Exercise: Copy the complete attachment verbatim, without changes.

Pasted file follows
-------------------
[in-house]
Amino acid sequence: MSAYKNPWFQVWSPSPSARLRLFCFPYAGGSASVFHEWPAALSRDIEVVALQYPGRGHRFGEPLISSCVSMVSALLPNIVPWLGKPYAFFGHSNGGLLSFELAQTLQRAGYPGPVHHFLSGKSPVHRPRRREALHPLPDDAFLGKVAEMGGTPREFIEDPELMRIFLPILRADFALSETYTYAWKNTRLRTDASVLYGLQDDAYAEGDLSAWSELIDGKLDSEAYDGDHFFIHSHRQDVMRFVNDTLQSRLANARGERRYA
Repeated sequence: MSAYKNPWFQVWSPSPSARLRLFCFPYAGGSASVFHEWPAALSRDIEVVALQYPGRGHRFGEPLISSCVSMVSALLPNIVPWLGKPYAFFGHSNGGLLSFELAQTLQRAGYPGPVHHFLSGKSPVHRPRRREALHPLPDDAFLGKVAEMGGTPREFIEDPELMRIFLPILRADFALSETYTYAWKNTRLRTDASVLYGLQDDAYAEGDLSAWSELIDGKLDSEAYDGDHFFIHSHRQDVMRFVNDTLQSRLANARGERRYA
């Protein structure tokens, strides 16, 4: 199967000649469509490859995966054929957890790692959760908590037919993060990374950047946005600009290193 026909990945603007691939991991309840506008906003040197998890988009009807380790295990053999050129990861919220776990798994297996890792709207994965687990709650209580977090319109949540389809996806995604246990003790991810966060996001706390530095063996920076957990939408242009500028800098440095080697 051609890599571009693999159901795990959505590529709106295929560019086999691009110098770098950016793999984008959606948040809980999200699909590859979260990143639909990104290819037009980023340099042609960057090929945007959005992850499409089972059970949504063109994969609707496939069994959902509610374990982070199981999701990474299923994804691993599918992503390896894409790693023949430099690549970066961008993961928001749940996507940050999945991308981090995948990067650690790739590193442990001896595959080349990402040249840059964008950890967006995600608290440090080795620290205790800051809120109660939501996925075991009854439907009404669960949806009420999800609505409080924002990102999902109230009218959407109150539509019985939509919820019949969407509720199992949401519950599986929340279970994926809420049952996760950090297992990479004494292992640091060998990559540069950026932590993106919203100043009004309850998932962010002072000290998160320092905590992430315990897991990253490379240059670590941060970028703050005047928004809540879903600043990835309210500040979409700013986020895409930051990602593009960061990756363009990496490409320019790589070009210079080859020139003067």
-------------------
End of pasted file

[in-house]
Amino acid sequence: MSAYKNPWFQVWSPSPSARLRLFCFPYAGGSASVFHEWPAALSRDIEVVALQYPGRGHRFGEPLISSCVSMVSALLPNIVPWLGKPYAFFGHSNGGLLSFELAQTLQRAGYPGPVHHFLSGKSPVHRPRRREALHPLPDDAFLGKVAEMGGTPREFIEDPELMRIFLPILRADFALSETYTYAWKNTRLRTDASVLYGLQDDAYAEGDLSAWSELIDGKLDSEAYDGDHFFIHSHRQDVMRFVNDTLQSRLANARGERRYA
Repeated sequence: MSAYKNPWFQVWSPSPSARLRLFCFPYAGGSASVFHEWPAALSRDIEVVALQYPGRGHRFGEPLISSCVSMVSALLPNIVPWLGKPYAFFGHSNGGLLSFELAQTLQRAGYPGPVHHFLSGKSPVHRPRRREALHPLPDDAFLGKVAEMGGTPREFIEDPELMRIFLPILRADFALSETYTYAWKNTRLRTDASVLYGLQDDAYAEGDLSAWSELIDGKLDSEAYDGDHFFIHSHRQDVMRFVNDTLQSRLANARGERRYA
């Protein structure tokens, strides 16, 4: 199967000649469509490859995966054929957890790692959760908590037919993060990374950047946005600009290193 026909990945603007691939991991309840506008906003040197998890988009009807380790295990053999050129990861919220776990798994297996890792709207994965687990709650209580977090319109949540389809996806995604246990003790991810966060996001706390530095063996920076957990939408242009500028800098440095080697 051609890599571009693999159901795990959505590529709106295929560019086999691009110098770098950016793999984008959606948040809980999200699909590859979260990143639909990104290819037009980023340099042609960057090929945007959005992850499409089972059970949504063109994969609707496939069994959902509610374990982070199981999701990474299923994804691993599918992503390896894409790693023949430099690549970066961008993961928001749940996507940050999945991308981090995948990067650690790739590193442990001896595959080349990402040249840059964008950890967006995600608290440090080795620290205790800051809120109660939501996925075991009854439907009404669960949806009420999800609505409080924002990102999902109230009218959407109150539509019985939509919820019949969407509720199992949401519950599986929340279970994926809420049952996760950090297992990479004494292992640091060998990559540069950026932590993106919203100043009004309850998932962010002072000290998160320092905590992430315990897991990253490379240059670590941060970028703050005047928004809540879903600043990835309210500040979409700013986020895409930051990602593009960061990756363009990496490409320019790589070009210079080859020139003067």